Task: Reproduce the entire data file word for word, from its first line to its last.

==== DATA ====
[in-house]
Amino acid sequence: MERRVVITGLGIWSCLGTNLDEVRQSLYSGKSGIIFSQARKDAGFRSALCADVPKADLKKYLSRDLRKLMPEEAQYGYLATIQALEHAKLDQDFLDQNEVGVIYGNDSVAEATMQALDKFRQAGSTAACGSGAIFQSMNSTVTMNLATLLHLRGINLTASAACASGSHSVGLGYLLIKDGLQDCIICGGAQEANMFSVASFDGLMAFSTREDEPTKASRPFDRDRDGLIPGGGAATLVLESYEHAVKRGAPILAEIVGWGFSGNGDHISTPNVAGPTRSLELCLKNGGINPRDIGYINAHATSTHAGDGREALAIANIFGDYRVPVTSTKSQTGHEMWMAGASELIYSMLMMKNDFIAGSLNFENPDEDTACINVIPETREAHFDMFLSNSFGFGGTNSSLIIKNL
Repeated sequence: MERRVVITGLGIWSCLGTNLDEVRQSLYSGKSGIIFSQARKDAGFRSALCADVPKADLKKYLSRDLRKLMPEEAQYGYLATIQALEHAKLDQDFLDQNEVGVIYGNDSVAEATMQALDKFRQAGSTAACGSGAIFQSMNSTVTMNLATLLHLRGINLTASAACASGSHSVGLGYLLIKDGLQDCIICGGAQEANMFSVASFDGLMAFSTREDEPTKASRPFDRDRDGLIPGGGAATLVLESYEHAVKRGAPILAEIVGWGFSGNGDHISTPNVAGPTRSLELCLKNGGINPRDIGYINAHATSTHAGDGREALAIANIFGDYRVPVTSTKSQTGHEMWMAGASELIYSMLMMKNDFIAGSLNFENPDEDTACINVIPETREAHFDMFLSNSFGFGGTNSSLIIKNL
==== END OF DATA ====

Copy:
[in-house]
Amino acid sequence: MERRVVITGLGIWSCLGTNLDEVRQSLYSGKSGIIFSQARKDAGFRSALCADVPKADLKKYLSRDLRKLMPEEAQYGYLATIQALEHAKLDQDFLDQNEVGVIYGNDSVAEATMQALDKFRQAGSTAACGSGAIFQSMNSTVTMNLATLLHLRGINLTASAACASGSHSVGLGYLLIKDGLQDCIICGGAQEANMFSVASFDGLMAFSTREDEPTKASRPFDRDRDGLIPGGGAATLVLESYEHAVKRGAPILAEIVGWGFSGNGDHISTPNVAGPTRSLELCLKNGGINPRDIGYINAHATSTHAGDGREALAIANIFGDYRVPVTSTKSQTGHEMWMAGASELIYSMLMMKNDFIAGSLNFENPDEDTACINVIPETREAHFDMFLSNSFGFGGTNSSLIIKNL
Repeated sequence: MERRVVITGLGIWSCLGTNLDEVRQSLYSGKSGIIFSQARKDAGFRSALCADVPKADLKKYLSRDLRKLMPEEAQYGYLATIQALEHAKLDQDFLDQNEVGVIYGNDSVAEATMQALDKFRQAGSTAACGSGAIFQSMNSTVTMNLATLLHLRGINLTASAACASGSHSVGLGYLLIKDGLQDCIICGGAQEANMFSVASFDGLMAFSTREDEPTKASRPFDRDRDGLIPGGGAATLVLESYEHAVKRGAPILAEIVGWGFSGNGDHISTPNVAGPTRSLELCLKNGGINPRDIGYINAHATSTHAGDGREALAIANIFGDYRVPVTSTKSQTGHEMWMAGASELIYSMLMMKNDFIAGSLNFENPDEDTACINVIPETREAHFDMFLSNSFGFGGTNSSLIIKNL